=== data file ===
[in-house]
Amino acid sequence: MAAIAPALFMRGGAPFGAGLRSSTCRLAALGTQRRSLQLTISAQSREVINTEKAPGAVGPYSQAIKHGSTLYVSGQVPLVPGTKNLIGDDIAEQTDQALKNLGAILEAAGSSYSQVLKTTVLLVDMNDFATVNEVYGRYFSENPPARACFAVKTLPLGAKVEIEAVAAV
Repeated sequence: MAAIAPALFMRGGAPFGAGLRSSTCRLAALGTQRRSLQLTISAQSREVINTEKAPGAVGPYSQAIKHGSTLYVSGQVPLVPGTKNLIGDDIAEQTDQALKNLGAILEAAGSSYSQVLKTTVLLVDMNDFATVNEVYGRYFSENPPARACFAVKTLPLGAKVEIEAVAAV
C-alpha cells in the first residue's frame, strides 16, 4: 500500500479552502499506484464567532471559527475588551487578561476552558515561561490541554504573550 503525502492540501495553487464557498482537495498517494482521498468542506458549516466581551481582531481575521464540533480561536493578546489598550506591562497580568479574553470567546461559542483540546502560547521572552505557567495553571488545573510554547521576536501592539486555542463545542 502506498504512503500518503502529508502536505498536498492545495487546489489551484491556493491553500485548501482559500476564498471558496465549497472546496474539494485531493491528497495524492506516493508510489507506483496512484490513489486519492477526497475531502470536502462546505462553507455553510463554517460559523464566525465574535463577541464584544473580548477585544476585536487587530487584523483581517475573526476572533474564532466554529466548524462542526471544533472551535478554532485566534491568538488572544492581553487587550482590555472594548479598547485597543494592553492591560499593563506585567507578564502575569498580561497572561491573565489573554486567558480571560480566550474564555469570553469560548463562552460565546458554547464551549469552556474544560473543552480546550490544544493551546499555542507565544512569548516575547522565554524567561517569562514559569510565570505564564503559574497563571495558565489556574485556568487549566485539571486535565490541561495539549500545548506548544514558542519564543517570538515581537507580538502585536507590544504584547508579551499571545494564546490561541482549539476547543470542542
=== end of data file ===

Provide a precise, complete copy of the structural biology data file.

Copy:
[in-house]
Amino acid sequence: MAAIAPALFMRGGAPFGAGLRSSTCRLAALGTQRRSLQLTISAQSREVINTEKAPGAVGPYSQAIKHGSTLYVSGQVPLVPGTKNLIGDDIAEQTDQALKNLGAILEAAGSSYSQVLKTTVLLVDMNDFATVNEVYGRYFSENPPARACFAVKTLPLGAKVEIEAVAAV
Repeated sequence: MAAIAPALFMRGGAPFGAGLRSSTCRLAALGTQRRSLQLTISAQSREVINTEKAPGAVGPYSQAIKHGSTLYVSGQVPLVPGTKNLIGDDIAEQTDQALKNLGAILEAAGSSYSQVLKTTVLLVDMNDFATVNEVYGRYFSENPPARACFAVKTLPLGAKVEIEAVAAV
C-alpha cells in the first residue's frame, strides 16, 4: 500500500479552502499506484464567532471559527475588551487578561476552558515561561490541554504573550 503525502492540501495553487464557498482537495498517494482521498468542506458549516466581551481582531481575521464540533480561536493578546489598550506591562497580568479574553470567546461559542483540546502560547521572552505557567495553571488545573510554547521576536501592539486555542463545542 502506498504512503500518503502529508502536505498536498492545495487546489489551484491556493491553500485548501482559500476564498471558496465549497472546496474539494485531493491528497495524492506516493508510489507506483496512484490513489486519492477526497475531502470536502462546505462553507455553510463554517460559523464566525465574535463577541464584544473580548477585544476585536487587530487584523483581517475573526476572533474564532466554529466548524462542526471544533472551535478554532485566534491568538488572544492581553487587550482590555472594548479598547485597543494592553492591560499593563506585567507578564502575569498580561497572561491573565489573554486567558480571560480566550474564555469570553469560548463562552460565546458554547464551549469552556474544560473543552480546550490544544493551546499555542507565544512569548516575547522565554524567561517569562514559569510565570505564564503559574497563571495558565489556574485556568487549566485539571486535565490541561495539549500545548506548544514558542519564543517570538515581537507580538502585536507590544504584547508579551499571545494564546490561541482549539476547543470542542